TRUMAN

A gargantuan but surprisingly agile and spellbinding biography of the plain-speaking, plain-dealing Man from Missouri. As depicted by McCullough (Brave Companions, 1991, etc.), Truman, though the first President of the nuclear era, was fundamentally a throwback to 19th-century midwestern ideals of honesty. Like the young Teddy Roosevelt in the author's Mornings on Horseback (1981), the pre-Presidential Truman most impresses McCullough as a battler against overwhelming odds: the failed farmer and haberdasher; the WW I captain who kept his unit together under deadly fire; and the scorned product of the Kansas City machine who won Senate colleagues' respect by chairing an investigation into WW II defense spending and winning a ferocious primary contest. With the stage thus set, the narrative picks up whirlwind force, following Truman from his assumption of the Presidency upon FDR's death—when "the sun, the moon, and the stars" seemed ready to fall on him—through the decisions to drop the atomic bomb; confront Stalin at Potsdam; send troops to Korea (the most important decision of his Presidency, Truman felt); and fire MacArthur. The book's main event, however, is the legendary "Whistle-Stop Campaign" of 1948, when Truman puffed off the political upset of the century. Readers jaded by Vietnam and Watergate may ask: Could any President be this serene, honest, and courageous? Yet McCullough weaves his spell, convincingly limning a politician who didn't lie, steal, pay attention to pollsters or pundits, or quail in the face of diplomatic or political combat (his major fault seems to have been excessive loyalty to cronies who betrayed his trust). Truman apparently really was, as his Secretary of State Dean Acheson said, the "captain with the mighty heart." Rich in detail, enthralling, and moving: a classic Presidential biography.

Pub Date: June 19, 1992

ISBN: 0-671-45654-7

Page Count: 1120

Publisher: Simon & Schuster

Review Posted Online: May 20, 2010

Kirkus Reviews Issue: April 15, 1992

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If the authors are serious, this is a silly, distasteful book. If they are not, it’s a brilliant satire.

THE 48 LAWS OF POWER

The authors have created a sort of anti-Book of Virtues in this encyclopedic compendium of the ways and means of power.

Everyone wants power and everyone is in a constant duplicitous game to gain more power at the expense of others, according to Greene, a screenwriter and former editor at Esquire (Elffers, a book packager, designed the volume, with its attractive marginalia). We live today as courtiers once did in royal courts: we must appear civil while attempting to crush all those around us. This power game can be played well or poorly, and in these 48 laws culled from the history and wisdom of the world’s greatest power players are the rules that must be followed to win. These laws boil down to being as ruthless, selfish, manipulative, and deceitful as possible. Each law, however, gets its own chapter: “Conceal Your Intentions,” “Always Say Less Than Necessary,” “Pose as a Friend, Work as a Spy,” and so on. Each chapter is conveniently broken down into sections on what happened to those who transgressed or observed the particular law, the key elements in this law, and ways to defensively reverse this law when it’s used against you. Quotations in the margins amplify the lesson being taught. While compelling in the way an auto accident might be, the book is simply nonsense. Rules often contradict each other. We are told, for instance, to “be conspicuous at all cost,” then told to “behave like others.” More seriously, Greene never really defines “power,” and he merely asserts, rather than offers evidence for, the Hobbesian world of all against all in which he insists we live. The world may be like this at times, but often it isn’t. To ask why this is so would be a far more useful project.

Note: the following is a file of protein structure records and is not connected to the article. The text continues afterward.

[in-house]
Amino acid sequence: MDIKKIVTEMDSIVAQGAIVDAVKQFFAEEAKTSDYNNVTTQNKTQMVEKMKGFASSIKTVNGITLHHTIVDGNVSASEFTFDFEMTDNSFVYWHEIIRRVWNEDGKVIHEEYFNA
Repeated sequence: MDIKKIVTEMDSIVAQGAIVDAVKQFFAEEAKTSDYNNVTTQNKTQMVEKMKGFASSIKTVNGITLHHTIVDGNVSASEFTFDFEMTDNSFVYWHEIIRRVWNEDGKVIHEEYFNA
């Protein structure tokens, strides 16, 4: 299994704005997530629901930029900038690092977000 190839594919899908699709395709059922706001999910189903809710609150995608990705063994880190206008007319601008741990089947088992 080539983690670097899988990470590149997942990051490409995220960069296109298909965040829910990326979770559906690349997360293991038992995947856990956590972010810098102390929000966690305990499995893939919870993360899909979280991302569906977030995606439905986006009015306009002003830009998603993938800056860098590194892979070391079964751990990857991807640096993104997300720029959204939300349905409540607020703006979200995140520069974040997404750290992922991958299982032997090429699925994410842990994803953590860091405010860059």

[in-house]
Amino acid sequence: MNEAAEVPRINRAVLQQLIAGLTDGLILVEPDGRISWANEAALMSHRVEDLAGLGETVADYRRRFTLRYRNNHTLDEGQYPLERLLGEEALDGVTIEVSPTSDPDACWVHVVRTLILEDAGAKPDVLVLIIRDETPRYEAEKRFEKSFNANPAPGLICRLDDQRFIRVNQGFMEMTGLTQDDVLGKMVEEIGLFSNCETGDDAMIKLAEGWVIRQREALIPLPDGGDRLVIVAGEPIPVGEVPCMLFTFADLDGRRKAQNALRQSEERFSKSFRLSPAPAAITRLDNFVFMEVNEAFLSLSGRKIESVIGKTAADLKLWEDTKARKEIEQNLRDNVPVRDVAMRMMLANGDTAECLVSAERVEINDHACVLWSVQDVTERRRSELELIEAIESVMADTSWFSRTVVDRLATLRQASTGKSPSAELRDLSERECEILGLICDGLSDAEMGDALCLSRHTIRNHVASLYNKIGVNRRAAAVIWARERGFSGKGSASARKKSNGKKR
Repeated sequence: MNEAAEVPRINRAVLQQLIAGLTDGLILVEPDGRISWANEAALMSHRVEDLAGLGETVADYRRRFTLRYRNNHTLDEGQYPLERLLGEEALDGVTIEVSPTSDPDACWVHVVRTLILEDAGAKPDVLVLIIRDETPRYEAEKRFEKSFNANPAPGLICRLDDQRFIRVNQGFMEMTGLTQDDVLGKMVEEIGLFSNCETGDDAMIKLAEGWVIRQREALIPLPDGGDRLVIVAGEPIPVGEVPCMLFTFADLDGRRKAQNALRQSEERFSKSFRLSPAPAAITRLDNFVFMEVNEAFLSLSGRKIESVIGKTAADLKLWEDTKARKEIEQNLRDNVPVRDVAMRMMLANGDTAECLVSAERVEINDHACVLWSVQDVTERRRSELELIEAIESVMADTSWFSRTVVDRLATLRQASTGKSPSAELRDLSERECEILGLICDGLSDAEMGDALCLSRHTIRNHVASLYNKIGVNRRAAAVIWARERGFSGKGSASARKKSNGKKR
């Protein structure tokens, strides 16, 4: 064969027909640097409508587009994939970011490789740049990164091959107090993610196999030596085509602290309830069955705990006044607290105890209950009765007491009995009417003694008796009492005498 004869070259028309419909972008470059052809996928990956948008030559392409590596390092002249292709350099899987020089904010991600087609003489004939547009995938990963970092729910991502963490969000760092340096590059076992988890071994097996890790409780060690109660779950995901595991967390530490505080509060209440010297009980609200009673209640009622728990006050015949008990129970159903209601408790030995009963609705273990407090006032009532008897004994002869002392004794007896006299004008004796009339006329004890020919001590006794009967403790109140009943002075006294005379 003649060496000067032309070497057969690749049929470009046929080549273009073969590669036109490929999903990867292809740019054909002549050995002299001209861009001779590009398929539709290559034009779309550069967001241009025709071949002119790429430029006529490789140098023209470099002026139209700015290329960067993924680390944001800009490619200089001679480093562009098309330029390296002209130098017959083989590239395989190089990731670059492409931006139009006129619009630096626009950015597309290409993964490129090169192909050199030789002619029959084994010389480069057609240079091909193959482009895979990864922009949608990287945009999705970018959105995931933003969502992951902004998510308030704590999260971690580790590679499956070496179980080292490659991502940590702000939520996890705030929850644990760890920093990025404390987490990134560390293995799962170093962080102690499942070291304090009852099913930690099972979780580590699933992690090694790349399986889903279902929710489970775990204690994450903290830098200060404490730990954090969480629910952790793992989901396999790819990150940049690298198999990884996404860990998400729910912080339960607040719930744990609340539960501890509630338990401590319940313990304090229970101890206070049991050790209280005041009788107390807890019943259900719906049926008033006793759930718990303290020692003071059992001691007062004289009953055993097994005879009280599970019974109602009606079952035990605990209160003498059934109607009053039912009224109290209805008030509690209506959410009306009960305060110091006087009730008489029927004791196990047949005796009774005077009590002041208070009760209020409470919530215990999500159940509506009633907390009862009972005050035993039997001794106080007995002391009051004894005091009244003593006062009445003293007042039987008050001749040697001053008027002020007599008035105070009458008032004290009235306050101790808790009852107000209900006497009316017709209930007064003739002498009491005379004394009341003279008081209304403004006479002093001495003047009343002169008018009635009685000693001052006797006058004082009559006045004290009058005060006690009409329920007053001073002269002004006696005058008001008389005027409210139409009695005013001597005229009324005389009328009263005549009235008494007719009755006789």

If the authors are serious, this is a silly, distasteful book. If they are not, it’s a brilliant satire.

Pub Date: Sept. 1, 1998

ISBN: 0-670-88146-5

Page Count: 430

Publisher: Viking

Review Posted Online: May 20, 2010

Kirkus Reviews Issue: July 15, 1998

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The author's youthfulness helps to assure the inevitable comparison with the Anne Frank diary although over and above the...

NIGHT

Elie Wiesel spent his early years in a small Transylvanian town as one of four children. 

He was the only one of the family to survive what Francois Maurois, in his introduction, calls the "human holocaust" of the persecution of the Jews, which began with the restrictions, the singularization of the yellow star, the enclosure within the ghetto, and went on to the mass deportations to the ovens of Auschwitz and Buchenwald. There are unforgettable and horrifying scenes here in this spare and sombre memoir of this experience of the hanging of a child, of his first farewell with his father who leaves him an inheritance of a knife and a spoon, and of his last goodbye at Buchenwald his father's corpse is already cold let alone the long months of survival under unconscionable conditions. 

The author's youthfulness helps to assure the inevitable comparison with the Anne Frank diary although over and above the sphere of suffering shared, and in this case extended to the death march itself, there is no spiritual or emotional legacy here to offset any reader reluctance.

Pub Date: Jan. 16, 2006

ISBN: 0374500010

Page Count: 120

Publisher: Hill & Wang

Review Posted Online: Oct. 7, 2011

Kirkus Reviews Issue: Jan. 15, 2006

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